Psychological and Brain Sciences Colloquium: Emily Myers, University of Connecticut
Sep 22, 2022
340 Iowa Avenue, Iowa City, IA 52240
Psychological and Brain Sciences Colloquium
Emily Myers, Professor, Department of Speech, Language and Hearing Sciences, University of Connecticut
Varieties of Language Experience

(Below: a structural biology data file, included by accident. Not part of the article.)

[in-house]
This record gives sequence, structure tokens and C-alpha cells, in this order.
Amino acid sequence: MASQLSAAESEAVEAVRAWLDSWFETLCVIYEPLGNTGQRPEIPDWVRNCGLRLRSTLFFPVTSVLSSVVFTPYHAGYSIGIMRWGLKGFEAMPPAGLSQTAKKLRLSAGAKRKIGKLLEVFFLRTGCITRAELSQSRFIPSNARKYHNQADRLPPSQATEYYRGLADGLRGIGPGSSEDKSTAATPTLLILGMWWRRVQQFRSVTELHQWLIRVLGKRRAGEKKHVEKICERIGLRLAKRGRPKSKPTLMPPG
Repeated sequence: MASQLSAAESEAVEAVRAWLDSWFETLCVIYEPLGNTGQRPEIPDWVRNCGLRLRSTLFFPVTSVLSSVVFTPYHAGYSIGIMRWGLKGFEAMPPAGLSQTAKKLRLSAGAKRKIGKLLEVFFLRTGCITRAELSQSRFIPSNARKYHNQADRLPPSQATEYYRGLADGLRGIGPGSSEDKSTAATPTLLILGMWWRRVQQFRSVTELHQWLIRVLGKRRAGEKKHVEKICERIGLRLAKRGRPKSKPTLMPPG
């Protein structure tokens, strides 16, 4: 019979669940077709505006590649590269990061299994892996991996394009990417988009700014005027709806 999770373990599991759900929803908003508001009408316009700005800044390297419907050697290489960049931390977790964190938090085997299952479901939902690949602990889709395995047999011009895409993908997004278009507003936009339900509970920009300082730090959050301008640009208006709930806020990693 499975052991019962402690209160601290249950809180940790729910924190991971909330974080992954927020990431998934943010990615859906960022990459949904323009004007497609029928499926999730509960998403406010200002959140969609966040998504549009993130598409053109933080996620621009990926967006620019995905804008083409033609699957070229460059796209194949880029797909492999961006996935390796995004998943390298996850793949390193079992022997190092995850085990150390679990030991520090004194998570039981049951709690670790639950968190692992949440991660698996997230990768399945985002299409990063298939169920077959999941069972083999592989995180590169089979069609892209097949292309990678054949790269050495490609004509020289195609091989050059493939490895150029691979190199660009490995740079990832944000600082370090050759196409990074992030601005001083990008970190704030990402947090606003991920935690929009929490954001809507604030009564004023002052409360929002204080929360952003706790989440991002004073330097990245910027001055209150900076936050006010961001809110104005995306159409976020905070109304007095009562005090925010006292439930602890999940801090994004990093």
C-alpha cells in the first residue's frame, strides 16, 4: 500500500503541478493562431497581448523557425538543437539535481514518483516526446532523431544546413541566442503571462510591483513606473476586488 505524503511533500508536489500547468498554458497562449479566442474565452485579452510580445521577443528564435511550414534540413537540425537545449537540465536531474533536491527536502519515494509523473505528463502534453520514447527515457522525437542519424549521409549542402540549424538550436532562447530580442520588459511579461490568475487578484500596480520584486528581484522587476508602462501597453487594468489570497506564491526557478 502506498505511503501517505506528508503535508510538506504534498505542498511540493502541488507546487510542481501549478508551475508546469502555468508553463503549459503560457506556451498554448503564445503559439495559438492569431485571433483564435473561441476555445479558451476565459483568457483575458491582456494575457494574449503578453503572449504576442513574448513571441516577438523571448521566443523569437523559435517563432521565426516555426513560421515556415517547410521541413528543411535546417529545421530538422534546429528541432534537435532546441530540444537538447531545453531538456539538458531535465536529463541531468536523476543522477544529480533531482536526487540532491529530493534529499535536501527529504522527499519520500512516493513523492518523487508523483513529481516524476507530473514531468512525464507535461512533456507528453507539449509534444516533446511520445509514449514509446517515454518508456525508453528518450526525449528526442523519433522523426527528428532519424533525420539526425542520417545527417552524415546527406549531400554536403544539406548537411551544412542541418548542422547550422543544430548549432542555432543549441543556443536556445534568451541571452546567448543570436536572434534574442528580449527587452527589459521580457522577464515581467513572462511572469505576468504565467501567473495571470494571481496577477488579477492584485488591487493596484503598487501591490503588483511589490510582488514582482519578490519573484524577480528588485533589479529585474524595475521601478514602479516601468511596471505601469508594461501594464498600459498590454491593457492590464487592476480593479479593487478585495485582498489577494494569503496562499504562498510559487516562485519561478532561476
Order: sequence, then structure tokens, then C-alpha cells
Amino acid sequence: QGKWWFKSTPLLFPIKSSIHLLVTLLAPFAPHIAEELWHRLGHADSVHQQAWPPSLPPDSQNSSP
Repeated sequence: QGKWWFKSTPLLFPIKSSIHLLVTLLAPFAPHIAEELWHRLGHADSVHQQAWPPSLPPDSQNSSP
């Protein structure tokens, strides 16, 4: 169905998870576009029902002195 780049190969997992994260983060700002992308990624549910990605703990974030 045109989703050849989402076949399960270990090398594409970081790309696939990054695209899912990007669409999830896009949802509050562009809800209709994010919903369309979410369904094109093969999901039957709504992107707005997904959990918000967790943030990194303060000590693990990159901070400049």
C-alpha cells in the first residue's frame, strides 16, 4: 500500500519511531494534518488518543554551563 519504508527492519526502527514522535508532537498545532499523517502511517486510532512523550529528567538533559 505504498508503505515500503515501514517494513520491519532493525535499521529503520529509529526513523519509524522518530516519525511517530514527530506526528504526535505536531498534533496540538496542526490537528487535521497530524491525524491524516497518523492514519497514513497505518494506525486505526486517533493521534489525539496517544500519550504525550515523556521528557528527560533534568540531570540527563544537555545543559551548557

Canonical views of language development have assumed that “typical” learners arrive at adulthood with essentially the same shared language architecture for a given language. Yet since the beginning of psycholinguistic research, it has been obvious that adult language users show substantial variability in aspects of language behavior, for instance in non-native sound learning, perception of speech in noise, and in vocal imitation. The task of separating measurement noise from meaningful variation in language skills can be daunting, but an ideal model of the language would capture the individual differences in underlying domain-general skills and traits (perception, motor ability, memory), as well as potentially language-specific processing strategies. In this talk, I will discuss some of the methodological challenges of doing individual differences work in language, and report on a collection of studies that demonstrate the diversity of language abilities and processing strategies, and will attempt to account for this variation by appealing to differences in some component skills supporting language (some of which can be traced to individual differences in brain structure.) This work points to the need for models of language production and comprehension that can capture the varieties of language experience and use, with the goal of better understanding of the spectrum of language abilities.
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